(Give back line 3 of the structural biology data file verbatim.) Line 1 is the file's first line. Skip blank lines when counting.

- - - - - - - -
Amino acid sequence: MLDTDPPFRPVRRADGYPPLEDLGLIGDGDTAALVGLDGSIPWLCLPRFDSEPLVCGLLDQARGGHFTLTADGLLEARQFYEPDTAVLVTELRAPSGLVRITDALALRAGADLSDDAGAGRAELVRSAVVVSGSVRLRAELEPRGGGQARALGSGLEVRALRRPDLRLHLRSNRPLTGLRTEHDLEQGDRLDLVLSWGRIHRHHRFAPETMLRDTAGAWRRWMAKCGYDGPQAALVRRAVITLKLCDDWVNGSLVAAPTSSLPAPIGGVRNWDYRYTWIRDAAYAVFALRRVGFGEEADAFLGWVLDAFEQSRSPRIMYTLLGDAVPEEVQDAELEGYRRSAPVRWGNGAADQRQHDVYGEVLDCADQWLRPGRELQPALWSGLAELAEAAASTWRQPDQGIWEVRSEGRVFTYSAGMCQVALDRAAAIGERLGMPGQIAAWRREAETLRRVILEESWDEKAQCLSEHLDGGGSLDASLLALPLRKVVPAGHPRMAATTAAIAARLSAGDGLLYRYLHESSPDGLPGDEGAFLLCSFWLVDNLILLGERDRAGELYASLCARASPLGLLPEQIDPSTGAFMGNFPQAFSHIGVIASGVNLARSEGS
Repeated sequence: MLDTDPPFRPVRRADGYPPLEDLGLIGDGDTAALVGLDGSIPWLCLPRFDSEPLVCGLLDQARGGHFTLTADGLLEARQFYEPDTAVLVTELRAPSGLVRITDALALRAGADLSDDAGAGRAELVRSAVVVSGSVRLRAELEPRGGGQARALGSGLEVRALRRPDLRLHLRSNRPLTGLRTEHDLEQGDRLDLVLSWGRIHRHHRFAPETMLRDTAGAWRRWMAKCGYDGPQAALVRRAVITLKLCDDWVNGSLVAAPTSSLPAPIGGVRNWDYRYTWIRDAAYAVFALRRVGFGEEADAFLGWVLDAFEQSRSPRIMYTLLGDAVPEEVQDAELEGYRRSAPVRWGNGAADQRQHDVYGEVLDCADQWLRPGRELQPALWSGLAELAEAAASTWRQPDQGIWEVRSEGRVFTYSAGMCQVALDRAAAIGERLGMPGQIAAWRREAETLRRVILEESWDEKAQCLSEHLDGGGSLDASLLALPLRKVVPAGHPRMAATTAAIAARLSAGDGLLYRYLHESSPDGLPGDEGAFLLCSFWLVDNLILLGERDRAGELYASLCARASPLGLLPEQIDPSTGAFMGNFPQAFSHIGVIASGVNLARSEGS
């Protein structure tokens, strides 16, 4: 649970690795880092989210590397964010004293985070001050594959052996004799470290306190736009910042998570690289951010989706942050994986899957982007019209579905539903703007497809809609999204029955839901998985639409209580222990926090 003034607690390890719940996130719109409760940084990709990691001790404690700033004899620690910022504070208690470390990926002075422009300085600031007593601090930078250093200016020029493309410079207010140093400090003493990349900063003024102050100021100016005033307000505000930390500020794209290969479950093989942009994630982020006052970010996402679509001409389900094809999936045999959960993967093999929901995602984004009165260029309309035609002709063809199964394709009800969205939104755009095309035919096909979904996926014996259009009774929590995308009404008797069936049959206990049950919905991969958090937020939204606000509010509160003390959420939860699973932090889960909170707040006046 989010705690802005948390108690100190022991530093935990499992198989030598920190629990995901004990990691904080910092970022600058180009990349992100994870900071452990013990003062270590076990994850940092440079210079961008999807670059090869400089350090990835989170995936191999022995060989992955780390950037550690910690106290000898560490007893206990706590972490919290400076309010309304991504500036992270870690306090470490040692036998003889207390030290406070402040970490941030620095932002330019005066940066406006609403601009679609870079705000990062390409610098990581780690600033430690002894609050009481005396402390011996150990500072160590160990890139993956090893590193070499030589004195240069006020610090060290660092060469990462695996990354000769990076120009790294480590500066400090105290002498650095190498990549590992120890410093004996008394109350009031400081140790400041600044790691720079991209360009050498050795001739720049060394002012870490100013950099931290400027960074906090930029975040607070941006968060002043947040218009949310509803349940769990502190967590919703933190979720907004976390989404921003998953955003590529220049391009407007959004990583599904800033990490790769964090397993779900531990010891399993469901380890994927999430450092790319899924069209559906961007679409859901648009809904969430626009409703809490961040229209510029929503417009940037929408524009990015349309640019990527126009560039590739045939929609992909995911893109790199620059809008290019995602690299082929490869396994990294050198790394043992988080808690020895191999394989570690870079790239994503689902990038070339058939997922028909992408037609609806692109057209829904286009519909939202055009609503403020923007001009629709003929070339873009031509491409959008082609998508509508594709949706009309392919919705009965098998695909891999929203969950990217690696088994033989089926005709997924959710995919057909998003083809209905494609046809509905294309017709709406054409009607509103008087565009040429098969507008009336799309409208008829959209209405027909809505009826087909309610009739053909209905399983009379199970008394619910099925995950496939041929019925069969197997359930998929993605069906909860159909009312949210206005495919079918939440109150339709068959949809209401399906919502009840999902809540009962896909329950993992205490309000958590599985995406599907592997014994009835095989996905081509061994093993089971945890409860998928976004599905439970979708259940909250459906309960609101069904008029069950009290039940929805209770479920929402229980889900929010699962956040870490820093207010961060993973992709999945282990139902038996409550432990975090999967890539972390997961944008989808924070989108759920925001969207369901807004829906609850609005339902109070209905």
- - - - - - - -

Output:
């Protein structure tokens, strides 16, 4: 649970690795880092989210590397964010004293985070001050594959052996004799470290306190736009910042998570690289951010989706942050994986899957982007019209579905539903703007497809809609999204029955839901998985639409209580222990926090 003034607690390890719940996130719109409760940084990709990691001790404690700033004899620690910022504070208690470390990926002075422009300085600031007593601090930078250093200016020029493309410079207010140093400090003493990349900063003024102050100021100016005033307000505000930390500020794209290969479950093989942009994630982020006052970010996402679509001409389900094809999936045999959960993967093999929901995602984004009165260029309309035609002709063809199964394709009800969205939104755009095309035919096909979904996926014996259009009774929590995308009404008797069936049959206990049950919905991969958090937020939204606000509010509160003390959420939860699973932090889960909170707040006046 989010705690802005948390108690100190022991530093935990499992198989030598920190629990995901004990990691904080910092970022600058180009990349992100994870900071452990013990003062270590076990994850940092440079210079961008999807670059090869400089350090990835989170995936191999022995060989992955780390950037550690910690106290000898560490007893206990706590972490919290400076309010309304991504500036992270870690306090470490040692036998003889207390030290406070402040970490941030620095932002330019005066940066406006609403601009679609870079705000990062390409610098990581780690600033430690002894609050009481005396402390011996150990500072160590160990890139993956090893590193070499030589004195240069006020610090060290660092060469990462695996990354000769990076120009790294480590500066400090105290002498650095190498990549590992120890410093004996008394109350009031400081140790400041600044790691720079991209360009050498050795001739720049060394002012870490100013950099931290400027960074906090930029975040607070941006968060002043947040218009949310509803349940769990502190967590919703933190979720907004976390989404921003998953955003590529220049391009407007959004990583599904800033990490790769964090397993779900531990010891399993469901380890994927999430450092790319899924069209559906961007679409859901648009809904969430626009409703809490961040229209510029929503417009940037929408524009990015349309640019990527126009560039590739045939929609992909995911893109790199620059809008290019995602690299082929490869396994990294050198790394043992988080808690020895191999394989570690870079790239994503689902990038070339058939997922028909992408037609609806692109057209829904286009519909939202055009609503403020923007001009629709003929070339873009031509491409959008082609998508509508594709949706009309392919919705009965098998695909891999929203969950990217690696088994033989089926005709997924959710995919057909998003083809209905494609046809509905294309017709709406054409009607509103008087565009040429098969507008009336799309409208008829959209209405027909809505009826087909309610009739053909209905399983009379199970008394619910099925995950496939041929019925069969197997359930998929993605069906909860159909009312949210206005495919079918939440109150339709068959949809209401399906919502009840999902809540009962896909329950993992205490309000958590599985995406599907592997014994009835095989996905081509061994093993089971945890409860998928976004599905439970979708259940909250459906309960609101069904008029069950009290039940929805209770479920929402229980889900929010699962956040870490820093207010961060993973992709999945282990139902038996409550432990975090999967890539972390997961944008989808924070989108759920925001969207369901807004829906609850609005339902109070209905």